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MIL OSI – Source: New Zealand First – Press Release/Statement

Headline: Government Way Too Slow To Get USAR Deployed

The decision not to deploy Urban Search and Rescue (USAR) to Nepal reveals the governments embarrassingly inadequate planning and its antiquated protocols, says New Zealand First.

“It took the government 72 hours to make a decision to deploy USAR that was way too slow to make a positive contribution to this devastating earthquake,” says Clayton Mitchell, New Zealand First spokesperson on Internal Affairs.

“This is a huge disappointment for USAR who pride themselves on a high level of professionalism.  The window is wafer thin with only about five days to save lives and because the government’s slow response to events we have let the people of Nepal down. 

“If TV3’s Mike McRoberts can get into Nepal along with aid agencies within a day, then surely our people could too.

“The government needs to figure out how best to use USAR because based on this debacle and the slow response to Vanuatu, it clearly does not,” says Mr Mitchell.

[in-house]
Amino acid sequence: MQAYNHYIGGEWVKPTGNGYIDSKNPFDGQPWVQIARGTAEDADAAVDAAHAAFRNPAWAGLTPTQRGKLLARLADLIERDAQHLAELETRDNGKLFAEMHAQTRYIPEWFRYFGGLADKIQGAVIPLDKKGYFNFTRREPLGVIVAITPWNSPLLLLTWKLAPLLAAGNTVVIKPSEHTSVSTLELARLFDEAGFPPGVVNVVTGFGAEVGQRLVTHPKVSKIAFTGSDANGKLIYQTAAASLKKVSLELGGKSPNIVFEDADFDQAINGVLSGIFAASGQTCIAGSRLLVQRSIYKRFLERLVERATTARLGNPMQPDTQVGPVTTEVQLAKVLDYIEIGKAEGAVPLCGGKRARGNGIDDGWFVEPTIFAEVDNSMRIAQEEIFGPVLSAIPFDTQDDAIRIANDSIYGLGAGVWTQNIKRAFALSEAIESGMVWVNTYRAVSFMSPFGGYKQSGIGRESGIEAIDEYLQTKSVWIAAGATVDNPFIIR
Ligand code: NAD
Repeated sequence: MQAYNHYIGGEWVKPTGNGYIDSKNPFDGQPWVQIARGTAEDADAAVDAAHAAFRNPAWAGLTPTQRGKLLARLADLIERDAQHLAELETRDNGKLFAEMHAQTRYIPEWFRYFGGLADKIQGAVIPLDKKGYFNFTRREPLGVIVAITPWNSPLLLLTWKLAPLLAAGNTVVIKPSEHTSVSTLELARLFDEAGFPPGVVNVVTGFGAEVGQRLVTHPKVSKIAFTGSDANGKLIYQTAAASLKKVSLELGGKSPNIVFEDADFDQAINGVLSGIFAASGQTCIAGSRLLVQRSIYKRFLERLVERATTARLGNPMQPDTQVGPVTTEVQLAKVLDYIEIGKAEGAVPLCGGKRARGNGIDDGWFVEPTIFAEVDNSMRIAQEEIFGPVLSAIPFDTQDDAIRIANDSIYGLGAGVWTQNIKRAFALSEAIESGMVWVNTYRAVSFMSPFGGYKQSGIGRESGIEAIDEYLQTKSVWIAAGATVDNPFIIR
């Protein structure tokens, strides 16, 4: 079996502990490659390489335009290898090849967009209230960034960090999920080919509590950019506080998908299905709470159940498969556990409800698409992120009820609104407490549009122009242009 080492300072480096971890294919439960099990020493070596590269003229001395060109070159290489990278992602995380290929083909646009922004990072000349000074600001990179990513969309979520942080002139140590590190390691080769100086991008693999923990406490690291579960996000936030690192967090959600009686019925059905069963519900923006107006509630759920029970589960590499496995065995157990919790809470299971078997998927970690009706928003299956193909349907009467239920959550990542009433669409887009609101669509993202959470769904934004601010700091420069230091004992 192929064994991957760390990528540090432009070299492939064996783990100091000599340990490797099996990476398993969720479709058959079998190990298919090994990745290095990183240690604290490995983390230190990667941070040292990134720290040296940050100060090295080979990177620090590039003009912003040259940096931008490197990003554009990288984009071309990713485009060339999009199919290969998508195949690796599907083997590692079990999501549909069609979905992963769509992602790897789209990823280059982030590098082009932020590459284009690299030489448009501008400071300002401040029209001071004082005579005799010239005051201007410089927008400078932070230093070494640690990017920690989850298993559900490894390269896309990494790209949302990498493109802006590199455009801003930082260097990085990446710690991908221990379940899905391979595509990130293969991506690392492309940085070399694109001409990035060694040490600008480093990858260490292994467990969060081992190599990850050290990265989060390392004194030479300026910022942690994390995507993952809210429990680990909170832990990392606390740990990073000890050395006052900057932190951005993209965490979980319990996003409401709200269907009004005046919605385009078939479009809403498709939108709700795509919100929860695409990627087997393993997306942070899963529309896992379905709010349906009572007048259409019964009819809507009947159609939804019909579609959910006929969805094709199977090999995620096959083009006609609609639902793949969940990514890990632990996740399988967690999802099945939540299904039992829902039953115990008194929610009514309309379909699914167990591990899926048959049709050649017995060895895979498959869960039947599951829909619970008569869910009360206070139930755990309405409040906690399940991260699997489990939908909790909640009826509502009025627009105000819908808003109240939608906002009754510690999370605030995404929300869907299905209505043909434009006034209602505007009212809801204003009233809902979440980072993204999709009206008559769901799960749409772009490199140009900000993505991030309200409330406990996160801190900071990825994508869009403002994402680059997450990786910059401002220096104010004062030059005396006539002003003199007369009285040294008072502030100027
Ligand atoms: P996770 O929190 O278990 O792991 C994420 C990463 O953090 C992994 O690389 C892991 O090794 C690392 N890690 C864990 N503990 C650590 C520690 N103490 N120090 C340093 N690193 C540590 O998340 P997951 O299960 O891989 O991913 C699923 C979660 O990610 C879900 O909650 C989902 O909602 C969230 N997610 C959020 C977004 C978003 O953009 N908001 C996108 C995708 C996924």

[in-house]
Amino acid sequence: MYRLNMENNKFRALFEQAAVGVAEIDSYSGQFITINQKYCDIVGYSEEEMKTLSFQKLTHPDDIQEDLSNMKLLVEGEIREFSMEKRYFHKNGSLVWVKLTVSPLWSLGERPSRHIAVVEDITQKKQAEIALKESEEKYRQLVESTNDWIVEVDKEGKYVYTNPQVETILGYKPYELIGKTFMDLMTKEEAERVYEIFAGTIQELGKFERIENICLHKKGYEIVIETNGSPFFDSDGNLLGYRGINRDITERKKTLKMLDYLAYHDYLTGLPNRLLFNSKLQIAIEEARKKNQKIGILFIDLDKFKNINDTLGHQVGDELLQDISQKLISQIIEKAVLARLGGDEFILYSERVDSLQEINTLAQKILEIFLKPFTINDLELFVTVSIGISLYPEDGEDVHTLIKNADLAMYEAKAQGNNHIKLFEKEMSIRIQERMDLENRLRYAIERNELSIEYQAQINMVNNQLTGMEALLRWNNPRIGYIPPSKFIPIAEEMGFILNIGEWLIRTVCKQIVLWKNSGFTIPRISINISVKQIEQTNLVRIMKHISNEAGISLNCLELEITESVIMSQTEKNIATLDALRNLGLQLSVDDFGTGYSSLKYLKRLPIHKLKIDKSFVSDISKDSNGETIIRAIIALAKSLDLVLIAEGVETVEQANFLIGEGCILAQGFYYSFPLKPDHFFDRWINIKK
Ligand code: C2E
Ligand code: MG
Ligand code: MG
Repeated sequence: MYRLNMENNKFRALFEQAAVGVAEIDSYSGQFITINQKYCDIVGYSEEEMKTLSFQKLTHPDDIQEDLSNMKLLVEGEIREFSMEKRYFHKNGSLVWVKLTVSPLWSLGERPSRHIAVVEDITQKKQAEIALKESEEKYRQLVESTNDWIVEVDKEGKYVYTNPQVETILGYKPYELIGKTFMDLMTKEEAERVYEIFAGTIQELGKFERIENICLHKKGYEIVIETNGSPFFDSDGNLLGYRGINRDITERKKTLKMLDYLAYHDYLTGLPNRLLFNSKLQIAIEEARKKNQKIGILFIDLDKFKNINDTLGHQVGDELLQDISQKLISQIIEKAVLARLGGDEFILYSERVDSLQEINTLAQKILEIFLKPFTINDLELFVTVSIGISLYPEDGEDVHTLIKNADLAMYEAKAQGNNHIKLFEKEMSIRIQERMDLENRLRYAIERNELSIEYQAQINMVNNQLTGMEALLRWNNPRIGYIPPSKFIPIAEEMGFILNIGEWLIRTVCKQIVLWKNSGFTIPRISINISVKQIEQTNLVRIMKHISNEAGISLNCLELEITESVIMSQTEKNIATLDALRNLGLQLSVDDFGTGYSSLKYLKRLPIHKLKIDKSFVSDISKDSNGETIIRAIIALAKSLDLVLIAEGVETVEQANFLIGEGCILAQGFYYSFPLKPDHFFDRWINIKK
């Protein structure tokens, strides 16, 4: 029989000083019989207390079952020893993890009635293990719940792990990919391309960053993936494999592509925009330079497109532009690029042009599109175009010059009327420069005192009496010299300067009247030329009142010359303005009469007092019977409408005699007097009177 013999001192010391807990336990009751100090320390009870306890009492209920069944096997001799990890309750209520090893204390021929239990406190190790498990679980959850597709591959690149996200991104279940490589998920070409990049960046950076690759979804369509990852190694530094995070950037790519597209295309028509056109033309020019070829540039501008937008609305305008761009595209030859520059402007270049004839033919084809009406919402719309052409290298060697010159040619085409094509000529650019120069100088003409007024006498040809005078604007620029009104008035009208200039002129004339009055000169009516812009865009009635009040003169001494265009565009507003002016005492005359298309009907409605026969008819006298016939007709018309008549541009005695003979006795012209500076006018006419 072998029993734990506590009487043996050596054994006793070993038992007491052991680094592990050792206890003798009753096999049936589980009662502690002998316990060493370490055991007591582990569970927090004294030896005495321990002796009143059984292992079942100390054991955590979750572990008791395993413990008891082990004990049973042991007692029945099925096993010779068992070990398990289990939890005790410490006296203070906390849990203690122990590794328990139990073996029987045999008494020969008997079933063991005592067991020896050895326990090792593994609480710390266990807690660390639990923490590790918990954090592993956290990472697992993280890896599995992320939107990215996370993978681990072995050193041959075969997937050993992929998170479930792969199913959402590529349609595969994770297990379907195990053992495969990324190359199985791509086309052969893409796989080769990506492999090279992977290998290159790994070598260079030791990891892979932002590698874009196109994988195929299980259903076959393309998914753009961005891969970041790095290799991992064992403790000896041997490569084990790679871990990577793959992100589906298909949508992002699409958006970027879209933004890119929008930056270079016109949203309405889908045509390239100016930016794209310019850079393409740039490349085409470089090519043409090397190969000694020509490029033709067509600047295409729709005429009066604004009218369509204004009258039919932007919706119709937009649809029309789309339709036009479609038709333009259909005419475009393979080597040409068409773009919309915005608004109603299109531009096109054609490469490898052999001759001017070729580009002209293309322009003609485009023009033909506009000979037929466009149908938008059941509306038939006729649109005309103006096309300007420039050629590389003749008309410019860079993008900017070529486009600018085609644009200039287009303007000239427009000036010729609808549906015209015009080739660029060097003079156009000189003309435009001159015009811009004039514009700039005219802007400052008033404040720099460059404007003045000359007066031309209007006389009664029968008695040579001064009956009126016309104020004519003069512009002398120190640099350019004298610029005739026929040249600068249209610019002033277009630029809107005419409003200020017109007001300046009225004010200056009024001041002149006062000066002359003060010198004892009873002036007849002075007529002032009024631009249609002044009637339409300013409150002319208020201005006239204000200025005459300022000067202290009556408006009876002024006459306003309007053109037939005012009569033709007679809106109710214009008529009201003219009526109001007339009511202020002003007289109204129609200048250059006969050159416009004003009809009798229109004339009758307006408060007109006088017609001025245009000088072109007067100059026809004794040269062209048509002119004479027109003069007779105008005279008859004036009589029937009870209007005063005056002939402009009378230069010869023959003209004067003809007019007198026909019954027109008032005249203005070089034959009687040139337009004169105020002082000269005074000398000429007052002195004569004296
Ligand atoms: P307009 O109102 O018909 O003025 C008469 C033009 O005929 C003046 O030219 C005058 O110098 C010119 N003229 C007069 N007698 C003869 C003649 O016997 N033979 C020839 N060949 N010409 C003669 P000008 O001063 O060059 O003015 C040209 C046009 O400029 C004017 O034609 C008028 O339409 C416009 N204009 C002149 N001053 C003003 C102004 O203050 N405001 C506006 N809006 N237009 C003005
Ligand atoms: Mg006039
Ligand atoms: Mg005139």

New Zealand First Defence Spokesperson was also disappointed that USAR was held back and wants USAR to have decision-making abilities of its own.

“USAR cannot rely upon the RNZAF for airlift and it seems the agreement they had with Air New Zealand didn’t work as expected,” says Mr Mark. 

“Clearly USAR needs to have pre-approved authority to immediately dispatch an advance party when a major calamity strikes without reference to the Minister.  This means they could be there within 12-hours to get an accurate picture and to best coordinate the deployment.

“They also need pre-approved authority to charter a suitable aircraft to get the main body and their equipment to where it is needed.  This might well include forward deploying to somewhere like Singapore putting them something like 12 hours closer.

“Something needs to change because we have a fantastic asset that is being mishandled by a government that doesn’t understand the need for speed,” says Mr Mark.